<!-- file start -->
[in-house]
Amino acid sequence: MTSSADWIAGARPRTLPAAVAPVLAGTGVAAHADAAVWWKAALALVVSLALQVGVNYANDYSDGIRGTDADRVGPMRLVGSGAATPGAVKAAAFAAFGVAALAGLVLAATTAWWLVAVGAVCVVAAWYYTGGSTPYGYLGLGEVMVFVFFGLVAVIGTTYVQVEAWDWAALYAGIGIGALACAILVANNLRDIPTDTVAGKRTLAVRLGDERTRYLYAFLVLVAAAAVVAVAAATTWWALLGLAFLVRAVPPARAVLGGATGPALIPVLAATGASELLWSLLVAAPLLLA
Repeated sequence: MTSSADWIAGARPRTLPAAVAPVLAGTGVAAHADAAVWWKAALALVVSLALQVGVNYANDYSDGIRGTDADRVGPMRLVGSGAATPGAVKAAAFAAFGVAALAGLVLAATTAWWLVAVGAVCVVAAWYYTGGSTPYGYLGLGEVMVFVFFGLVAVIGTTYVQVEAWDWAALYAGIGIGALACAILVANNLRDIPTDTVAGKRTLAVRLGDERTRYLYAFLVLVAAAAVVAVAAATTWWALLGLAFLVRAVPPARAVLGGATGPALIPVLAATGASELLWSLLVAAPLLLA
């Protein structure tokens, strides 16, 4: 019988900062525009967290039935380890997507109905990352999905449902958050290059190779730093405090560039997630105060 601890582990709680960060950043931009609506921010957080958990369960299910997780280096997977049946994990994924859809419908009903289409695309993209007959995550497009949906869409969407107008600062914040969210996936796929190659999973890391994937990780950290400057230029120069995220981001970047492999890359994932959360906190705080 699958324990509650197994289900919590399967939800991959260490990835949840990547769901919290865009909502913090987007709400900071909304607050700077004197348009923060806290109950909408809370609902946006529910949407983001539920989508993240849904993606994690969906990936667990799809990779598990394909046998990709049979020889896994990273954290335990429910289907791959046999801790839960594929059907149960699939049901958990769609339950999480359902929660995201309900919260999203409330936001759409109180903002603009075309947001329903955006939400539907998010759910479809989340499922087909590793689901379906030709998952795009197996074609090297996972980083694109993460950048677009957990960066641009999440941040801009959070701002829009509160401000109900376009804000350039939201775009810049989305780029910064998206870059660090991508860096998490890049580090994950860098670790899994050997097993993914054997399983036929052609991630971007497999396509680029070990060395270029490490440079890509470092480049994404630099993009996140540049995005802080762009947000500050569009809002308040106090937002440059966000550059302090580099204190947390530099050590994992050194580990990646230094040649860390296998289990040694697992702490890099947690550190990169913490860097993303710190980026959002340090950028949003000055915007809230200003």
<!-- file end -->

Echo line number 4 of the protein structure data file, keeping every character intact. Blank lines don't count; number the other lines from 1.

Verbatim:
């Protein structure tokens, strides 16, 4: 019988900062525009967290039935380890997507109905990352999905449902958050290059190779730093405090560039997630105060 601890582990709680960060950043931009609506921010957080958990369960299910997780280096997977049946994990994924859809419908009903289409695309993209007959995550497009949906869409969407107008600062914040969210996936796929190659999973890391994937990780950290400057230029120069995220981001970047492999890359994932959360906190705080 699958324990509650197994289900919590399967939800991959260490990835949840990547769901919290865009909502913090987007709400900071909304607050700077004197348009923060806290109950909408809370609902946006529910949407983001539920989508993240849904993606994690969906990936667990799809990779598990394909046998990709049979020889896994990273954290335990429910289907791959046999801790839960594929059907149960699939049901958990769609339950999480359902929660995201309900919260999203409330936001759409109180903002603009075309947001329903955006939400539907998010759910479809989340499922087909590793689901379906030709998952795009197996074609090297996972980083694109993460950048677009957990960066641009999440941040801009959070701002829009509160401000109900376009804000350039939201775009810049989305780029910064998206870059660090991508860096998490890049580090994950860098670790899994050997097993993914054997399983036929052609991630971007497999396509680029070990060395270029490490440079890509470092480049994404630099993009996140540049995005802080762009947000500050569009809002308040106090937002440059966000550059302090580099204190947390530099050590994992050194580990990646230094040649860390296998289990040694697992702490890099947690550190990169913490860097993303710190980026959002340090950028949003000055915007809230200003």